Internet Jargon Explained: Broadband vs Fibre vs WiFi vs Dial-Up

You probably hear the terms “broadband,” “fibre”, “dial-up” and “WiFi” (or “Wi-Fi”) all the time. But what are the exact differences between these words?

In this piece, we’ll explain some of the common internet jargon you’re likely to hear when shopping for a new internet plan.


A Netgear wireless router.

This term has taken on a completely new meaning since the invention of high-speed internet.

In the past, it simply referred to methods of transmitting data which used a wide range of frequencies or transmission bands. Hence the term “broadband”.

These days though, it’s used to refer to home internet connections that are significantly faster than dial-up. You’ll see it used by major telecommunications companies to sell their medium-speed internet plans (typically with a 5-25Mbps download speed). But it may also be used when advertising fibre-optic plans.


This is another term that has a completely different meaning to what it meant was when it was coined.

Originally, bandwidth referred to the range of frequencies used to transmit a certain signal. For example, broadcasting over a wide band (high bandwidth) was called “broadband” as we explained above.

Now, it can refer to:

  • The amount of internet data used/allocated to you in a particular period.
  • How fast your upload/download speed is.
  • What proportion of a home internet connection is being used – “Muuuuum! [Little brother]’s hogging all the bandwidth!”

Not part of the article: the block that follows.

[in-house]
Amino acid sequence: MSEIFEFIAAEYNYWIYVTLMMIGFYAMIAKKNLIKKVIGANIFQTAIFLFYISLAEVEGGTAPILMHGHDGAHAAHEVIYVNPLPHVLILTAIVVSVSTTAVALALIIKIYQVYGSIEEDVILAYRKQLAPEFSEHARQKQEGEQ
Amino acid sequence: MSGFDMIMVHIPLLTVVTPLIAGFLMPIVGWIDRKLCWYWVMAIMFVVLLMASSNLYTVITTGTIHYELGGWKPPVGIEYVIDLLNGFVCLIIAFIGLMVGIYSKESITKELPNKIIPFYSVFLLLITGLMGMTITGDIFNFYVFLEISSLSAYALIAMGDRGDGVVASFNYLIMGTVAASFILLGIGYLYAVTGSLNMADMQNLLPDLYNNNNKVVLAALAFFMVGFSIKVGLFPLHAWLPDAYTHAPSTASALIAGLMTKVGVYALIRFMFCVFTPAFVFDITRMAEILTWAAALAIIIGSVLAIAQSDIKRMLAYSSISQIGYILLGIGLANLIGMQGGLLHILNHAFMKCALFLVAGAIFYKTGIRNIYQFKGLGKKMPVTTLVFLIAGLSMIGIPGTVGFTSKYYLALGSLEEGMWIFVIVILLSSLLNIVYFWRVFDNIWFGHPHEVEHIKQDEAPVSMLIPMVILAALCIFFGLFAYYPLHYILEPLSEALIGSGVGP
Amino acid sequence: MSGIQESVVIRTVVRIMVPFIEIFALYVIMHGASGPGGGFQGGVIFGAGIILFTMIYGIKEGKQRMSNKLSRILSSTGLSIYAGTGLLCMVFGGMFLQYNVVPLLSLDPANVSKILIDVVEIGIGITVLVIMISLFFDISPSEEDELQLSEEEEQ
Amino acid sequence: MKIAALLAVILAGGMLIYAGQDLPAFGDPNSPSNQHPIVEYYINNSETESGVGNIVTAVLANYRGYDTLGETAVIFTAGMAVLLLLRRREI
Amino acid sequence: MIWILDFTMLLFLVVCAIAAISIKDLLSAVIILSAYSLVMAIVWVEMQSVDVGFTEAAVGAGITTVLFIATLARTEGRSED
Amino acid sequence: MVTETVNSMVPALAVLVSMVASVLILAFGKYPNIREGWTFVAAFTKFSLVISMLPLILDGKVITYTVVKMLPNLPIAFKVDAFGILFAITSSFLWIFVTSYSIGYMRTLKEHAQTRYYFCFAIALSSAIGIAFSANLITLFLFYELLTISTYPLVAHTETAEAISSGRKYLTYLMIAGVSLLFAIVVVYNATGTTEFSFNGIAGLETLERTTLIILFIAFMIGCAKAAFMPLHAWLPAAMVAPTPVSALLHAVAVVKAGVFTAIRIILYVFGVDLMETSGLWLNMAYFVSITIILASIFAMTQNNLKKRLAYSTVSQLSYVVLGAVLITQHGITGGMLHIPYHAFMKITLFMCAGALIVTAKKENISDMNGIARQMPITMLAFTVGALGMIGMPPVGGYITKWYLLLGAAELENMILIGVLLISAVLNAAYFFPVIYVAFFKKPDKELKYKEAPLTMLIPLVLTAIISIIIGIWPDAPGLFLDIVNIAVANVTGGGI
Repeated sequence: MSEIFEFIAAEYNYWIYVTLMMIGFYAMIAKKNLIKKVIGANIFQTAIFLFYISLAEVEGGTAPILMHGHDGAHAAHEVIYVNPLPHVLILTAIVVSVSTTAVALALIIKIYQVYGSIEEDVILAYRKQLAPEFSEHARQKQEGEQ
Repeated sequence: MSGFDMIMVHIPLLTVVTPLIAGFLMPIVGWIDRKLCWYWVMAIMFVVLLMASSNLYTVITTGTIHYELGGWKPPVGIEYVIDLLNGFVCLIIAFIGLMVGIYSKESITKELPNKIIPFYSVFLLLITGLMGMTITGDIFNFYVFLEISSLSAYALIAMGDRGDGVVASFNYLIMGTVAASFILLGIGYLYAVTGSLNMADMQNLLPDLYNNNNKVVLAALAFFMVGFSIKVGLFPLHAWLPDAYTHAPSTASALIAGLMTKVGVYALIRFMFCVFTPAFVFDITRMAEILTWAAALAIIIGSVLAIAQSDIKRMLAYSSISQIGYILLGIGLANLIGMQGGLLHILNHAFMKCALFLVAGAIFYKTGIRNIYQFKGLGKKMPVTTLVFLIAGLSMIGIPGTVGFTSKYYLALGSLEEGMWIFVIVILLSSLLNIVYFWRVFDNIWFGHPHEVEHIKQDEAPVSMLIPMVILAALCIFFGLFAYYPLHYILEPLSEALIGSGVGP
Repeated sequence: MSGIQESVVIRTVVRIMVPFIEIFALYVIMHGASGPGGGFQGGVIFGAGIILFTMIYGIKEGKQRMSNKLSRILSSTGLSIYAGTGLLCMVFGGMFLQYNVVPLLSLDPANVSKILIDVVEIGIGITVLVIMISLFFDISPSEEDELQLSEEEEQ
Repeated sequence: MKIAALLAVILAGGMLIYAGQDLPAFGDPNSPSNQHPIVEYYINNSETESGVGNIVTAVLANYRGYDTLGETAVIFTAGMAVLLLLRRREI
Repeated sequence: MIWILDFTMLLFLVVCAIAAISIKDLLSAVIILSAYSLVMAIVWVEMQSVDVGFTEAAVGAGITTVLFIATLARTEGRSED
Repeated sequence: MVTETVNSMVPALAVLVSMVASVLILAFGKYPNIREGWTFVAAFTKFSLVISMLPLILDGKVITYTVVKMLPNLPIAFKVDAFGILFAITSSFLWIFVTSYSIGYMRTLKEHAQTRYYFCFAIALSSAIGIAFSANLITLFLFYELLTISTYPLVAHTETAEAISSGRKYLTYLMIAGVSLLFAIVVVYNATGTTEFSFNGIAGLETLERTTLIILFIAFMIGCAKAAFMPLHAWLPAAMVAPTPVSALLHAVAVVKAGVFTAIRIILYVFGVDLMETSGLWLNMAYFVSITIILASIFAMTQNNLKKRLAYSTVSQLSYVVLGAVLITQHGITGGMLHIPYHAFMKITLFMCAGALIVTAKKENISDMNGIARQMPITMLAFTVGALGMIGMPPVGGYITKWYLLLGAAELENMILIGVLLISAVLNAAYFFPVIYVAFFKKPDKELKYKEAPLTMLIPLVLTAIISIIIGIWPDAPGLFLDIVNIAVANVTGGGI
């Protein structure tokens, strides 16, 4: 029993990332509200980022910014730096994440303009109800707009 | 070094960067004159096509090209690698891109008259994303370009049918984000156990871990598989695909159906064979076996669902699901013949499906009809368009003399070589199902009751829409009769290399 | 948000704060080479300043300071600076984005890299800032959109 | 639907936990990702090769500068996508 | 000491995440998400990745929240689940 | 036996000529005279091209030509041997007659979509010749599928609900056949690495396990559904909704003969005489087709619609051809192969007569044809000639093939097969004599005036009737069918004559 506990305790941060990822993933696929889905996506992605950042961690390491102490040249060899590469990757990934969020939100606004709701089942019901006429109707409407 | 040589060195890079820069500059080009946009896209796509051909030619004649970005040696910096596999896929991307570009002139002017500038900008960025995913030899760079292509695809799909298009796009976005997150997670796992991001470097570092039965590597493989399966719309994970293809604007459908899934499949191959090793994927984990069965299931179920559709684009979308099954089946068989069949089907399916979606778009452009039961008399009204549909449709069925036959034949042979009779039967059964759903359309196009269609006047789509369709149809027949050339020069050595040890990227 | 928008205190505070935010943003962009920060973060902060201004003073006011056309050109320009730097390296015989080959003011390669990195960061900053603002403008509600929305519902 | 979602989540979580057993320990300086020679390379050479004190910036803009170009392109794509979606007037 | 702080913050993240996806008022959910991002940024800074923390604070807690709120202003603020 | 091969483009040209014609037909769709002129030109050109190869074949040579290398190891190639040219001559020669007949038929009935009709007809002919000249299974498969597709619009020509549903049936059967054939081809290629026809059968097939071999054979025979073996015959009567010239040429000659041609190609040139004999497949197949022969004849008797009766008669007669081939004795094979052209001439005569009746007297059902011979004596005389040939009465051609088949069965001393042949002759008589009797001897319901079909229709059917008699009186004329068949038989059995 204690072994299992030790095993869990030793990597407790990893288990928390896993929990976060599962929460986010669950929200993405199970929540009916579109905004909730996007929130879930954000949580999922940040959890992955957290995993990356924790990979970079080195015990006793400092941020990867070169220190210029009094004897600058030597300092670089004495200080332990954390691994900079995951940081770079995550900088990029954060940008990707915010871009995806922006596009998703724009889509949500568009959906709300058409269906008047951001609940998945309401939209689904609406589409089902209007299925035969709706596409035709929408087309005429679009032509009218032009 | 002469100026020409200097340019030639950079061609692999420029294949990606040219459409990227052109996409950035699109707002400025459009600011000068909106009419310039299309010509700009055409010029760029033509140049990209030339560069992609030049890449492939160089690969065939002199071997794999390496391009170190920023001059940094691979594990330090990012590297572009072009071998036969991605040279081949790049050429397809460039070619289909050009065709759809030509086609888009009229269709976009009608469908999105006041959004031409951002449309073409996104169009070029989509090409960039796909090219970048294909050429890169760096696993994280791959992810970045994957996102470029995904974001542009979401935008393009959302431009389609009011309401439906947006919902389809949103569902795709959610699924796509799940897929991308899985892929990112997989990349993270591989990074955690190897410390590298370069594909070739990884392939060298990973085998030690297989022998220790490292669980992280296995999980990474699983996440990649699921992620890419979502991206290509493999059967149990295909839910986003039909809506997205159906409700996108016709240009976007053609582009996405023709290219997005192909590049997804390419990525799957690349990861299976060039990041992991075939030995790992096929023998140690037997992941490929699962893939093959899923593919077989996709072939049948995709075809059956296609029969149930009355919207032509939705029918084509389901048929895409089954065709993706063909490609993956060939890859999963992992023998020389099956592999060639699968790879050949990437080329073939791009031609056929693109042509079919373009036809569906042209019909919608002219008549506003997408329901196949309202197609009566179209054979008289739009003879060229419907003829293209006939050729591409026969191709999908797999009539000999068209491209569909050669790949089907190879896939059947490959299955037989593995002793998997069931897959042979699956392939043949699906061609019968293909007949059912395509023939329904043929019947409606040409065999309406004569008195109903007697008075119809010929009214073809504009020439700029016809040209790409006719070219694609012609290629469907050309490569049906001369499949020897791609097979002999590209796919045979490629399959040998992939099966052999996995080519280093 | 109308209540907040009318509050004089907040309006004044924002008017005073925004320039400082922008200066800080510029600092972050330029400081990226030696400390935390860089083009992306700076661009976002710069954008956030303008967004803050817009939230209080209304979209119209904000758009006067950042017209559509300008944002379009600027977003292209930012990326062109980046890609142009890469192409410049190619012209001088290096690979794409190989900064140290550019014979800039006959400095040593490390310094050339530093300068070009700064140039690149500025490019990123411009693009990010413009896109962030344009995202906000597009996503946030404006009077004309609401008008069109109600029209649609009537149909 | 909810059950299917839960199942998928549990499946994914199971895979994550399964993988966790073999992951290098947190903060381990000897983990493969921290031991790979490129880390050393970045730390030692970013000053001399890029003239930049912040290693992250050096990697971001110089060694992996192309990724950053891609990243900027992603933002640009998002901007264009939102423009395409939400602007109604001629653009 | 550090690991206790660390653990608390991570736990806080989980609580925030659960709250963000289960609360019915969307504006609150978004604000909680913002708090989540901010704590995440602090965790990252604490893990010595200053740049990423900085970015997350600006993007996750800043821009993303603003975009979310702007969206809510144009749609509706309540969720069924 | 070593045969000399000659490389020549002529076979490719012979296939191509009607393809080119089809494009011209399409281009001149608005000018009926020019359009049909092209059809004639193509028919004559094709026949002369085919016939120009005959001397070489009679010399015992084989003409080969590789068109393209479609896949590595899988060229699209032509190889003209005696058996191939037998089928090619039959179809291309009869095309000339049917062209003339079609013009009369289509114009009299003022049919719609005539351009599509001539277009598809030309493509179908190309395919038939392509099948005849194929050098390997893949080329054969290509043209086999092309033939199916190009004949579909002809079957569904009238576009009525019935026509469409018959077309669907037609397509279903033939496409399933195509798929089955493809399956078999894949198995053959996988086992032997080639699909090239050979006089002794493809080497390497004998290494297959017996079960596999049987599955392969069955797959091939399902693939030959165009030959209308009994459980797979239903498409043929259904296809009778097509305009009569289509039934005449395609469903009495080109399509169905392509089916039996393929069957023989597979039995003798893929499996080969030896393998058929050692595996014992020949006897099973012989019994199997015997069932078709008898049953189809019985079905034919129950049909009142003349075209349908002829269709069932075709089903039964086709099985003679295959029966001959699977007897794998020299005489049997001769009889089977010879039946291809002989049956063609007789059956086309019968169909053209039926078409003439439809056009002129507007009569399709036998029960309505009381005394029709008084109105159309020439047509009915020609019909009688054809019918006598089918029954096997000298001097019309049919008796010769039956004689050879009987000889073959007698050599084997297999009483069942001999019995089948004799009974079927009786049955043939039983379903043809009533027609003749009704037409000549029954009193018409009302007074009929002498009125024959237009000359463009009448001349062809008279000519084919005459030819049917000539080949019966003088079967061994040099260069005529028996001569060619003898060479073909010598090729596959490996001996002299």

Fibre optic cable.

Fibre on the other hand has a much more simple definition.

This word refers to fibre-optic cable, which is the stuff they use to supply modern ultra-fast internet connections.

The difference between broadband and fibre is:

  • The technology used to facilitate your connection. Broadband will typically use copper cabling from the ISP to the node and from the node in your street to your house. Fibre will obviously use fibre-optic cable instead of copper.
  • The speeds offered by the two services. Fibre may enable you to download data at up to 100Mbps or even more.

Confusingly, you might see some internet services sold as “fibre broadband”. In this context, broadband simply refers to a home internet connection. So “fibre broadband” means “a fast home internet plan”.


A WiFi router.

WiFi is another easy one. It refers to wireless internet access, like what you get at McDonalds or at home (if you’ve got a WiFi router). Interestingly, it doesn’t stand for anything – it’s a made-up word (but the “Wi” was probably used to denote “wireless”).

You can get WiFi by having a broadband connection available at home, for example.

Some people have taken WiFi to mean internet access in general, but this isn’t what it refers to. You’re only on WiFi if there’s no ethernet cable connecting your device to your router.


Old Sharp computer

For all the kids out there who never had to experience dial-up, it was basically snail-pace internet.

Regular phone lines were used for data transmission, which made uploading and downloading very slow. The modem had to physically “dial up” the ISP in order to establish a connection (which is why you always heard that beeping as it connected).

Apart from the speed, dial-up was similar to broadband in that it was a way of accessing the internet at home.


Hopefully all these definitions are a little less confusing now!

If you’ve got any lingering questions about what these words mean, please leave a comment below and we’ll get right back to you.

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